“If a project is investigated, other projects for which the signatory is responsible will also be affected, but the projects without involvement from the person under investigation will be left untouched,” says the above-mentioned individual serving in a leading securities house. “However, if the intermediary firm itself is investigated, all of its projects will be affected.”

Luan argues that it would be beneficial for law firms to learn from the firewall mechanisms of such financial institutions as investment banks. However, as compared to the versatility of securities companies, law firms have a relatively fixed role in the securities business, and the current firewall mechanisms of large law firms at the business management level mainly address such compliance issues as conflict of interest.

The Measures for the Administration of the Securities Law Practice of Law Firms, issued by the CSRC and the Ministry of Justice – which, at present, are the principal dedicated legal norms governing lawyers’ practice in the securities market – expressly encourage law firms engaged in securities law practice to satisfy such conditions as having compliant internal management, sound risk control systems, a high standard of practice, and good social reputation, reflecting regulators’ risk control requirements in respect of law firms engaged in securities activities.

Jia also points out that the firewall mechanisms of law firms seem at present quite thin. The reason is that the kernel work of law firms is done by lawyers on a part-time basis for relatively low pay, and they cannot fully exercise their duty of diligence and care, making it impossible for the kernel to fully fulfill its role. Accordingly, learning from the firewall mechanism of investment banks to improve that of law firms seems particularly necessary.

However, Han says that a firewall mechanism mainly resolves internal conflicts of interest within intermediary firms, but fails to protect projects from being affected by an administrative audit of the firm, so it is imperative to establish an insurance risk control mechanism.

In March 2001, the Beijing Lawyers Association executed a lawyer’s practice liability insurance contract with Ping An Property & Casualty Insurance Company of China, under which the association purchased practice liability insurance for its lawyers. Similar pilot centralised insurance schemes were also carried out in Shanghai and Guangzhou to reduce the practice risks in the legal profession.

The scope of coverage of such centralised practice liability insurance is “claims filed by clients against the insured”. However, with respect to claims in securities false statement disputes, as they are lodged by investors in listed companies, it is unlikely that such legal actions are covered by existing liability insurance policies.

Additionally, current centralised practice liability insurance inclines more toward general insurance, with limits on indemnities, making it difficult to cover the claim amounts in securities false statement disputes. In view of the difficulty for simple centralised practice liability insurance to fully satisfy law firms’ internal risk control requirements, establishing a “centralised practice liability insurance + personalised professional insurance” risk mechanism can be a preferrable option, allowing for the purchase of personalised professional insurance that addresses the types and loss level of risks in securities-related services.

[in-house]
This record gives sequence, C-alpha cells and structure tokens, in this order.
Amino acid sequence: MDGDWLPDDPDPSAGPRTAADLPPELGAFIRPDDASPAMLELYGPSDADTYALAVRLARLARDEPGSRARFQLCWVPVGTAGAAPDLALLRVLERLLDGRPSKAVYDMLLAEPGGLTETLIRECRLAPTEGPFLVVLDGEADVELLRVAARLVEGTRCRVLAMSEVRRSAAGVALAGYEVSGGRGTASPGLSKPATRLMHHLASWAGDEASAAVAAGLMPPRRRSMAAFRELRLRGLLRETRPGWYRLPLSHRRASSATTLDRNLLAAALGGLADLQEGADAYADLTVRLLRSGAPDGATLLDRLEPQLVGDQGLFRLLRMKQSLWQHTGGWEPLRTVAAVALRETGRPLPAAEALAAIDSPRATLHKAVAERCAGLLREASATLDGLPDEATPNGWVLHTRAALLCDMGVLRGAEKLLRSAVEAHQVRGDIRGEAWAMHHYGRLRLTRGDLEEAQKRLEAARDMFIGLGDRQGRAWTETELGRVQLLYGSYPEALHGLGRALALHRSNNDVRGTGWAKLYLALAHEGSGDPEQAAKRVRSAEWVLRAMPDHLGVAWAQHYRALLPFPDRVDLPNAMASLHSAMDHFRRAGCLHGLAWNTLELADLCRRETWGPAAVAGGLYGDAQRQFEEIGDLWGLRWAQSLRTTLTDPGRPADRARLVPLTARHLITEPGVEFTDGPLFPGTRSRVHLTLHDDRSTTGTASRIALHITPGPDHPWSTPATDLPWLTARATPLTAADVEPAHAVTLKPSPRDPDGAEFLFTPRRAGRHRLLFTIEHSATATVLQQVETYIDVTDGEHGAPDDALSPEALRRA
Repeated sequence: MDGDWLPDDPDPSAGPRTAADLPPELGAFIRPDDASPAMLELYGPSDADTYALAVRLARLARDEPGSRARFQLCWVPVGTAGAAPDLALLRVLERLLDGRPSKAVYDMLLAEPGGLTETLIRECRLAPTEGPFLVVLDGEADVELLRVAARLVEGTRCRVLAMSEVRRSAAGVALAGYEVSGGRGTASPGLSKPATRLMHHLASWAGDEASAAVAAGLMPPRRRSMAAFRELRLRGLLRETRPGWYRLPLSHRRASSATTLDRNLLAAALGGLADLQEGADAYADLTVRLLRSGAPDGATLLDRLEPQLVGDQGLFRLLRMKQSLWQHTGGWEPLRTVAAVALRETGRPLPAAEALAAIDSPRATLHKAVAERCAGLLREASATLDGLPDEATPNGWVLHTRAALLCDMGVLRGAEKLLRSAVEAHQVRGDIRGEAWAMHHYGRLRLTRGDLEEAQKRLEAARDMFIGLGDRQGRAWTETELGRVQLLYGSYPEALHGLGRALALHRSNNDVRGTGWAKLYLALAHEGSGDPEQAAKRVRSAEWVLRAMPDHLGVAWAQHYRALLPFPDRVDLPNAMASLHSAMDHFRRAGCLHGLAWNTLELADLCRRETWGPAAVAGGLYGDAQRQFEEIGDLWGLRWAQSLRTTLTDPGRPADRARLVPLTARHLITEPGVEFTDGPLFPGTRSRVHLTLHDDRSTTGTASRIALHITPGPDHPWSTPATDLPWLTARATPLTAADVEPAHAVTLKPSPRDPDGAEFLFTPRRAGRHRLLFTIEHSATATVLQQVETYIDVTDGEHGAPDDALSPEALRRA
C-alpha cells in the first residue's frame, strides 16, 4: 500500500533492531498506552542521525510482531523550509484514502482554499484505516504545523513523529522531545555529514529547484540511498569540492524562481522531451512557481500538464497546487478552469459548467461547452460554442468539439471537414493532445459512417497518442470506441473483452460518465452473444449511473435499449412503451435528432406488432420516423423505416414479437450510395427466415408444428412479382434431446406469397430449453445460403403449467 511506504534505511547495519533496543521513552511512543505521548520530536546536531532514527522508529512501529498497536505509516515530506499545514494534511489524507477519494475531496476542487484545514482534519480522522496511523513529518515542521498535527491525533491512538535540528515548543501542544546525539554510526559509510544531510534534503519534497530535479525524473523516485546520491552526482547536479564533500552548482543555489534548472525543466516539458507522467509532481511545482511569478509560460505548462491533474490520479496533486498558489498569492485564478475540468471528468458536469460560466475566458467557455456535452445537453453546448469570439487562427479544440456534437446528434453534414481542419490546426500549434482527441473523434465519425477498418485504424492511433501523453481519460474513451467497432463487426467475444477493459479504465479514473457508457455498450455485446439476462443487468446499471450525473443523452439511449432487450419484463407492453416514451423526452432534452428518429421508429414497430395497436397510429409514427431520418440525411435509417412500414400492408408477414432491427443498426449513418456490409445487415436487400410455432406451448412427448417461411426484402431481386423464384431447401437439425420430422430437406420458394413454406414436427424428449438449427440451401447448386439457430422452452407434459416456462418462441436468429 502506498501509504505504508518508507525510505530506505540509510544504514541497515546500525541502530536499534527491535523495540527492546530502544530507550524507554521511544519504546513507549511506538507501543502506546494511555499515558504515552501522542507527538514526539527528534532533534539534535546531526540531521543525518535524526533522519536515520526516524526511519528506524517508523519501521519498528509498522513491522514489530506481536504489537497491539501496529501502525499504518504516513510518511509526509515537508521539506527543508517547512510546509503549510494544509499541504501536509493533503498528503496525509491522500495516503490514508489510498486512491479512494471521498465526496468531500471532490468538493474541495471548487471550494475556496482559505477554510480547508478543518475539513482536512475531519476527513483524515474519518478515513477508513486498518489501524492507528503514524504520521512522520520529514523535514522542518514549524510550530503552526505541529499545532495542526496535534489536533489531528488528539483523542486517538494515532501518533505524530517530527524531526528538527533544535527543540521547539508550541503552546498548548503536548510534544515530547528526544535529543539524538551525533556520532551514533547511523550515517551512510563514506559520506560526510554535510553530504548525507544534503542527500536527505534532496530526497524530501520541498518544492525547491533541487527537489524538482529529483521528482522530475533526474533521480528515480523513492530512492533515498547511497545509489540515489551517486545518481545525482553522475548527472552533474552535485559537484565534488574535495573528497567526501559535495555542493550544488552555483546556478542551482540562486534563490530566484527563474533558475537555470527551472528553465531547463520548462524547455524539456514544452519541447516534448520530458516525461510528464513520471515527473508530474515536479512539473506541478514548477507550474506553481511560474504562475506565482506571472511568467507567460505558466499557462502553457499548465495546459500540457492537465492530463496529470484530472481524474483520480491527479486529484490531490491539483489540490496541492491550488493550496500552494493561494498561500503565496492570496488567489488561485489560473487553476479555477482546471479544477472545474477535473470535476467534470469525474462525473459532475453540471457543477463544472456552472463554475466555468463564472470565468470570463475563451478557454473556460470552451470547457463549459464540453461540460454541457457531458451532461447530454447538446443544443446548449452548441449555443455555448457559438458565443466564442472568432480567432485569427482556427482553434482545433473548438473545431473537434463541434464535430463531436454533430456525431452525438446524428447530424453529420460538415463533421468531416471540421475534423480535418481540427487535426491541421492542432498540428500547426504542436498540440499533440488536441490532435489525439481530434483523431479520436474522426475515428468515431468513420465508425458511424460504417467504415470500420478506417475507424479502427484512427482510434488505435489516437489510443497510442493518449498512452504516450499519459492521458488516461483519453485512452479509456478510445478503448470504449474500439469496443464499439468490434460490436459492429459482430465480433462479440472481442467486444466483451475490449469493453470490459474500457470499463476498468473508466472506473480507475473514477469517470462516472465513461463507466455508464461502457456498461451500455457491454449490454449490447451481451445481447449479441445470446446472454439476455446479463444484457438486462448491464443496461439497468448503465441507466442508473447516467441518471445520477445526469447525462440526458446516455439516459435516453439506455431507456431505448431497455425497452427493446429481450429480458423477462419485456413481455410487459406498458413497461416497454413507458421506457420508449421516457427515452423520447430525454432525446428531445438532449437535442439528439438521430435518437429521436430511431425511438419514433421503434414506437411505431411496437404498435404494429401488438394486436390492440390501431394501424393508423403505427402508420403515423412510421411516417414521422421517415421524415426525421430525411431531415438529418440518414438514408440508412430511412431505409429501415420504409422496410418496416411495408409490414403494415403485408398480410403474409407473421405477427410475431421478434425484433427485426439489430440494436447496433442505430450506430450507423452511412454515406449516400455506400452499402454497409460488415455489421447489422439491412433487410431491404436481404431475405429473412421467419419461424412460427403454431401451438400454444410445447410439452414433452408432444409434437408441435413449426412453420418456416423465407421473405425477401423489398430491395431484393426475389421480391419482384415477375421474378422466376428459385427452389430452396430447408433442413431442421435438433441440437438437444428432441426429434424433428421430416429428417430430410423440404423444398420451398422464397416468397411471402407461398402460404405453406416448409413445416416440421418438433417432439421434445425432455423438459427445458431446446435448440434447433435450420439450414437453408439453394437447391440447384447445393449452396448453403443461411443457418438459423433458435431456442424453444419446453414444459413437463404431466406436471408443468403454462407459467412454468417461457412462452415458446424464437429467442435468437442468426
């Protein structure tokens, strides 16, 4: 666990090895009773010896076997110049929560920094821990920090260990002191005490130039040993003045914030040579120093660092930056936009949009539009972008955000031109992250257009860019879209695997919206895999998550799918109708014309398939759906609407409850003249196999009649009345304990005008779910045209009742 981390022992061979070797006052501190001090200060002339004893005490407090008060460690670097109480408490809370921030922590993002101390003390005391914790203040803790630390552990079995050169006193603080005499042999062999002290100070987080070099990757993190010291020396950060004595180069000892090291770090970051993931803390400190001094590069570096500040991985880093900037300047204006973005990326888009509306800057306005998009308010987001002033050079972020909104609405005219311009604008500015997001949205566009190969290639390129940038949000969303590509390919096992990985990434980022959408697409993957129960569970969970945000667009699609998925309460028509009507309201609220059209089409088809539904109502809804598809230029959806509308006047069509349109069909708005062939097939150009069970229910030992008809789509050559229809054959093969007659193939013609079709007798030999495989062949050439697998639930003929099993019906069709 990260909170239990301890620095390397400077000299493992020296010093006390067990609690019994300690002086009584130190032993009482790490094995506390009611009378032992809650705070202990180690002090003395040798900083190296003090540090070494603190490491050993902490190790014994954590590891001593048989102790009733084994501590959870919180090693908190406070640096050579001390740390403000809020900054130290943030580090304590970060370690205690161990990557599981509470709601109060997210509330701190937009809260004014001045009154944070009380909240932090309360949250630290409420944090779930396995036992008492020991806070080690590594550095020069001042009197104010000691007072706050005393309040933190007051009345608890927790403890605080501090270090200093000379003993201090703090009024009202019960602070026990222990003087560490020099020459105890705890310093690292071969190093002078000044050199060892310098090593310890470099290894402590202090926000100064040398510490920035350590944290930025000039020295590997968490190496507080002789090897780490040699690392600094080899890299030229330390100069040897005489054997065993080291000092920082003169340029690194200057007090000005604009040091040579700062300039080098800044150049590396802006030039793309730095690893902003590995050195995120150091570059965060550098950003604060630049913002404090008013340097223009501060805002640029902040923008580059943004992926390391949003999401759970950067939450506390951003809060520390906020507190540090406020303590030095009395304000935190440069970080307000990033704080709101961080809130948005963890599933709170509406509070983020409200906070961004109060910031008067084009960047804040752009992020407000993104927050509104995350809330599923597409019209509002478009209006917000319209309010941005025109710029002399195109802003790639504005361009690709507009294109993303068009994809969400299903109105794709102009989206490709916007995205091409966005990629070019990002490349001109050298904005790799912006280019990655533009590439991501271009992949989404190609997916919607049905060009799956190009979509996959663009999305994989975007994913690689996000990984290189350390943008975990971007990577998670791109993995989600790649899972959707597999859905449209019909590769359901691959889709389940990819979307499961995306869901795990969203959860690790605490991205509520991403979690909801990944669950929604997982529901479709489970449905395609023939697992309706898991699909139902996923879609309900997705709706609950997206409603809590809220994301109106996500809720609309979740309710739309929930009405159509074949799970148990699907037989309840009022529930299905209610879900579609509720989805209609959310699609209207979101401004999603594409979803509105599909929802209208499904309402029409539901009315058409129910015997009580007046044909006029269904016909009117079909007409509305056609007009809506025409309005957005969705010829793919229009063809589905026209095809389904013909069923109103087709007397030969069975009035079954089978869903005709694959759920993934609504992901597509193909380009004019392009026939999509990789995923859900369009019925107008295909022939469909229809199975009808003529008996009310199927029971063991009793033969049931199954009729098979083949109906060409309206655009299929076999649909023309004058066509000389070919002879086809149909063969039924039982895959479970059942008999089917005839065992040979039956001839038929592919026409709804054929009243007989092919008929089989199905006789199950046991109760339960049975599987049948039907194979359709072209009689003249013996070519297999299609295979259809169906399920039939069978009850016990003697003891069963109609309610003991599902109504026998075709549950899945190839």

Hong Kong professional indemnity insurance has also come to the attention of mainland law firms in recent years. Jia explains that it covers the damages that professional and technical personnel are required to bear in accordance with the law for personal injury or property loss incurred by contract counterparties or others due to professional negligence or fault by such personnel. Such insurance can cover physicians, accountants, architects, engineers, lawyers, insurance brokers, exchange brokers and other professional and technical personnel.

“At present, lawyers in China are required to enroll every year in compulsory lawyer’s liability insurance taken out by lawyers associations, but the premiums are relatively low and the coverage narrow, limiting the protection that it offers against practice risks,” says Jia. “With the gradual rollout of the registration system and the sharing of professional responsibilities still insufficiently clarified, there is strong demand from professionals in intermediary firms for insurance products that can offer genuine protection and realise effective risk isolation.”

Jia says that several insurance companies in the market have launched a variety of commercial practice liability insurance products that mitigate practice risks, but the number of intermediary firms that have taken out such insurance is limited, and the products have not been well promoted or taken up. Accordingly, he would advise insurance companies to increase their publicity for such products, and encourage intermediary firms to take out commercial practice liability insurance to protect their practice.

Firewall systems and insurance mechanisms are both effective risk isolation measures, but law firms that engage in the provision of capital market-related services cannot rely simply on a firewall mechanism to evade risks. The lawyers interviewed are generally of the opinion that, when law firms and lawyers engage in their business activities, they should keep a close eye on service quality, and remain diligent and prudent in performing their obligations of examination and verification.